By: Dennis Cook
It's hard to convey the wriggling freshness R.E.M. possessed upon arrival in 1983. First single "Radio Free Europe" rose from the left side of the dial like a message sent across great distance. The half-decipherable lyrics, the man-boy delivering them, the perfect brutality of the drums and the ringing guitar rainfall, this was no "Europe" any of us had visited before. It sent many of us scrabbling for the original 45 record and stoked anticipation for the band's full-length debut. 25 years on, Murmur: Deluxe Edition (released November 25 on I.R.S./Universal) serves as a poignant, oddly moving reminder that R.E.M. had their act together from the start.
Opening with "Radio Free Europe," we're quickly ushered into the first in what has become a long string of terrifically melancholy ruminations, "Pilgrimage," followed by the strange angles and quick time changes of "Laughing," which rises upon the warm wind of Michael Stipe's exposed, gentle singing. So far, so good, then arguably the band's first bonafide classic, "Talk About The Passion," arrives, clearly the offspring of The Byrds but very much their equal in tintinnabulous gracefulness and heartfelt sentiment ("not everyone can carry the weight of the world"). In "Passion" we hear the kernel of the band that would eventually flood airwaves worldwide and perform before rapt throngs in stadiums everywhere. That they nail the same huge vibe a second time on the same record ("Perfect Circle") is rare feat for a debut. As quirky and intimate as so much of Murmur is there's also the broad, aggressive reach that ultimately propelled R.E.M. to their current place in the pantheon. This was never a band meant for clubs, even if they remain utterly comfortable in that speakeasy atmosphere at places like the 40 Watt in their native Athens, GA. Even if pop music didn't know it at the time, this was the future, and one senses Peter Buck (guitar), Mike Mills (bass, vox), Bill Berry (drums) and Stipe knew it in their bones from day one.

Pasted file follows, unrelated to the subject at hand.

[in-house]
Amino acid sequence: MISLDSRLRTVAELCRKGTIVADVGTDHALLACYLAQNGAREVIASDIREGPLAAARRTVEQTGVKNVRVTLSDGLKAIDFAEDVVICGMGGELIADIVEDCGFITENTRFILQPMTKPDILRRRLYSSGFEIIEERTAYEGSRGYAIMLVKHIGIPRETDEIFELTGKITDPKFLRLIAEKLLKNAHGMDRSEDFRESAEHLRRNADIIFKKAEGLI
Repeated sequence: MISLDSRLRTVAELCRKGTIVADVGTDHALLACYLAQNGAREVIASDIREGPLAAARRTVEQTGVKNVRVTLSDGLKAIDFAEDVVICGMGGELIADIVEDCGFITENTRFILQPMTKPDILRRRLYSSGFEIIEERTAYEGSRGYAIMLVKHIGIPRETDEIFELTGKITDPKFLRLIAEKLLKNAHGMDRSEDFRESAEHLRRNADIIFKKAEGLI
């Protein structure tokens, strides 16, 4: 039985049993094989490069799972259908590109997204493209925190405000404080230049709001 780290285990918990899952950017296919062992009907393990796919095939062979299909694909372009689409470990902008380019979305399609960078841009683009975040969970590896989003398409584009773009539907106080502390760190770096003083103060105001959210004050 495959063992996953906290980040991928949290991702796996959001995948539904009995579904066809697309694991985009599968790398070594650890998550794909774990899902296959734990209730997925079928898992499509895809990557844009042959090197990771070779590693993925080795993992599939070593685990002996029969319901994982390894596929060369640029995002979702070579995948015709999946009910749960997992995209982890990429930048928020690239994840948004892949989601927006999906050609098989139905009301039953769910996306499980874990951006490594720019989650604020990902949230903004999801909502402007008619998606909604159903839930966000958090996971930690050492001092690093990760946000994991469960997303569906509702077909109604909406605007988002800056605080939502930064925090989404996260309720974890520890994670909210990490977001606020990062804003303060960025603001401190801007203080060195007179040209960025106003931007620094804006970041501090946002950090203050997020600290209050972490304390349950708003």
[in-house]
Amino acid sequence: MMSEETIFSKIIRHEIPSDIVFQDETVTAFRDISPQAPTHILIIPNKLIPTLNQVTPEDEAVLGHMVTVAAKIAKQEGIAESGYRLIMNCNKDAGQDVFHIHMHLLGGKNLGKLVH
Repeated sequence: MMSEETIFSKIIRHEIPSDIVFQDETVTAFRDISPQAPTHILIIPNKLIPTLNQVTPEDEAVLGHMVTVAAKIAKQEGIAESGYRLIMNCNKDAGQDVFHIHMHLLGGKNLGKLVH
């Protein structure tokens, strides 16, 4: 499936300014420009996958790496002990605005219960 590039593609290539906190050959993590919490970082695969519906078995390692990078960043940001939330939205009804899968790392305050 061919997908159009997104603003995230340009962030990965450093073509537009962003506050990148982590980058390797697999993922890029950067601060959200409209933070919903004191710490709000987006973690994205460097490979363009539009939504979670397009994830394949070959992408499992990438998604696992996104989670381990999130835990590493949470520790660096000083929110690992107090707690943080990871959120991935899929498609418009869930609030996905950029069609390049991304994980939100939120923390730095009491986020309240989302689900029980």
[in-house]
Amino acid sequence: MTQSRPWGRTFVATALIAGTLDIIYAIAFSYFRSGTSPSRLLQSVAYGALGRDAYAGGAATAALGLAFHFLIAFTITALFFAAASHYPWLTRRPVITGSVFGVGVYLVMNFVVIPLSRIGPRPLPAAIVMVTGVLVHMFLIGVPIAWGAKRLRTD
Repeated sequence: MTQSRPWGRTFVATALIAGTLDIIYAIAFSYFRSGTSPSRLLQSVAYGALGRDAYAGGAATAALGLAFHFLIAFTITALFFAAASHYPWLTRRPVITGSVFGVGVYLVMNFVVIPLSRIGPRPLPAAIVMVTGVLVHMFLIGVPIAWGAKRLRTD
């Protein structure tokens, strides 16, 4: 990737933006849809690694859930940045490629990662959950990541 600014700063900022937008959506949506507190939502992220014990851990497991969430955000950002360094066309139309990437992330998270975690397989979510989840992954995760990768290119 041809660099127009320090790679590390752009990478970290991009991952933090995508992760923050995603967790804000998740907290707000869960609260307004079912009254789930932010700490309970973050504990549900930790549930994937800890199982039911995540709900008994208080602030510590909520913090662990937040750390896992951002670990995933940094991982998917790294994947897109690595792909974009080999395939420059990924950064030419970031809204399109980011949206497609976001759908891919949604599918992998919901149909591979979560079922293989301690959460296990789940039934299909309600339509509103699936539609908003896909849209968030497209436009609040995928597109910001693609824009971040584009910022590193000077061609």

Murmur was an album one could listen obsessively, and this reissue confirms how really enduring this batch remains. While so much music from 1983 has a painfully dated quality, Murmur arrived out-of-time, a creature of another dimension offering us a friendly paw. There's so much inviting about this album, so many elements calling out to the listener. Their youthful charge to snag us, peck our cheek and tweak our brains remains abundantly evident. And the kicker for this reissue, besides vastly improved fidelity, is a second disc with a live show from Toronto in 1983. Just three months after the release of Murmur, the band already had a ton of new, equally exciting material under their belts, including "7 Chinese Bros.," "Gardening At Night" and "Carnival of Sort (Box Cars)." The live set resonates with the studio release's exuberance with a nice bit of mess thrown on their twang n' twitch groove. Taken together, it's a hell of a reminder of one of the great debuts of the past 50 years in popular music, but more importantly, it's a fresh opportunity to spend time with some seriously great music.
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